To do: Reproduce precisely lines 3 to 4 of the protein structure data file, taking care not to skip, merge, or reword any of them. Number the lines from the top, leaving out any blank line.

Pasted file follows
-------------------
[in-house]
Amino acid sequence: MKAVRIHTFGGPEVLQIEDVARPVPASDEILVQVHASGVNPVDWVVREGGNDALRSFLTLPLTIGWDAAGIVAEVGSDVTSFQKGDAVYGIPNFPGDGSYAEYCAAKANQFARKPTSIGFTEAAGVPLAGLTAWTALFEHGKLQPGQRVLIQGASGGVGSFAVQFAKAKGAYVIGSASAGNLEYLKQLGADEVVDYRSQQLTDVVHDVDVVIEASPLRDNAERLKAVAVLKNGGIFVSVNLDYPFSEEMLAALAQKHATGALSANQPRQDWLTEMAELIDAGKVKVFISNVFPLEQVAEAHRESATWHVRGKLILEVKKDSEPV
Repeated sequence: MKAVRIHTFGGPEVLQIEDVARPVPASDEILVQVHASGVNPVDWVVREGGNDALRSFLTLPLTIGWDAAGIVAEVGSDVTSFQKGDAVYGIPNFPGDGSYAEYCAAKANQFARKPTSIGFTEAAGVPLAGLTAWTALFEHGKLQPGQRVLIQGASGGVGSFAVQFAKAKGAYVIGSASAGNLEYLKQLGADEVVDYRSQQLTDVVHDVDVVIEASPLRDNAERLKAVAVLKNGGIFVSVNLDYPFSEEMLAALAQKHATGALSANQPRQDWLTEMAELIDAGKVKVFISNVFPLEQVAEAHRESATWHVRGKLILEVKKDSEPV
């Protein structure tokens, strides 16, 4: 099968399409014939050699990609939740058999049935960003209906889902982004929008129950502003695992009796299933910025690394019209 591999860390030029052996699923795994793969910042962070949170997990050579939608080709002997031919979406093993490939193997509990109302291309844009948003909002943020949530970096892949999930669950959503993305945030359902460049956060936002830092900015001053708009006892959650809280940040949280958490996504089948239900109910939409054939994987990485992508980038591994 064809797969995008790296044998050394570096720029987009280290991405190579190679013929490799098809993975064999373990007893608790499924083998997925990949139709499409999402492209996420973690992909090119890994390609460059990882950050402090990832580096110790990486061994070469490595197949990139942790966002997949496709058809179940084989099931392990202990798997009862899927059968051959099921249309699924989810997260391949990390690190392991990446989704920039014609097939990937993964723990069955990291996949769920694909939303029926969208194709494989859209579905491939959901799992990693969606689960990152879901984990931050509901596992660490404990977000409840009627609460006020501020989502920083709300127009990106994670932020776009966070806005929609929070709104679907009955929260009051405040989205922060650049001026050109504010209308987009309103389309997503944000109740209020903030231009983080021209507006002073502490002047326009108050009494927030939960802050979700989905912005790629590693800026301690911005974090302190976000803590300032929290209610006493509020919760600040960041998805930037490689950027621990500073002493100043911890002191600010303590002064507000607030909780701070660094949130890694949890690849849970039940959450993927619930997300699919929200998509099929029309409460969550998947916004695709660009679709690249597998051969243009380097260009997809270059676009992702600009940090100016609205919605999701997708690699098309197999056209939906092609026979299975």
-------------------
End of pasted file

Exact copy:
Repeated sequence: MKAVRIHTFGGPEVLQIEDVARPVPASDEILVQVHASGVNPVDWVVREGGNDALRSFLTLPLTIGWDAAGIVAEVGSDVTSFQKGDAVYGIPNFPGDGSYAEYCAAKANQFARKPTSIGFTEAAGVPLAGLTAWTALFEHGKLQPGQRVLIQGASGGVGSFAVQFAKAKGAYVIGSASAGNLEYLKQLGADEVVDYRSQQLTDVVHDVDVVIEASPLRDNAERLKAVAVLKNGGIFVSVNLDYPFSEEMLAALAQKHATGALSANQPRQDWLTEMAELIDAGKVKVFISNVFPLEQVAEAHRESATWHVRGKLILEVKKDSEPV
């Protein structure tokens, strides 16, 4: 099968399409014939050699990609939740058999049935960003209906889902982004929008129950502003695992009796299933910025690394019209 591999860390030029052996699923795994793969910042962070949170997990050579939608080709002997031919979406093993490939193997509990109302291309844009948003909002943020949530970096892949999930669950959503993305945030359902460049956060936002830092900015001053708009006892959650809280940040949280958490996504089948239900109910939409054939994987990485992508980038591994 064809797969995008790296044998050394570096720029987009280290991405190579190679013929490799098809993975064999373990007893608790499924083998997925990949139709499409999402492209996420973690992909090119890994390609460059990882950050402090990832580096110790990486061994070469490595197949990139942790966002997949496709058809179940084989099931392990202990798997009862899927059968051959099921249309699924989810997260391949990390690190392991990446989704920039014609097939990937993964723990069955990291996949769920694909939303029926969208194709494989859209579905491939959901799992990693969606689960990152879901984990931050509901596992660490404990977000409840009627609460006020501020989502920083709300127009990106994670932020776009966070806005929609929070709104679907009955929260009051405040989205922060650049001026050109504010209308987009309103389309997503944000109740209020903030231009983080021209507006002073502490002047326009108050009494927030939960802050979700989905912005790629590693800026301690911005974090302190976000803590300032929290209610006493509020919760600040960041998805930037490689950027621990500073002493100043911890002191600010303590002064507000607030909780701070660094949130890694949890690849849970039940959450993927619930997300699919929200998509099929029309409460969550998947916004695709660009679709690249597998051969243009380097260009997809270059676009992702600009940090100016609205919605999701997708690699098309197999056209939906092609026979299975």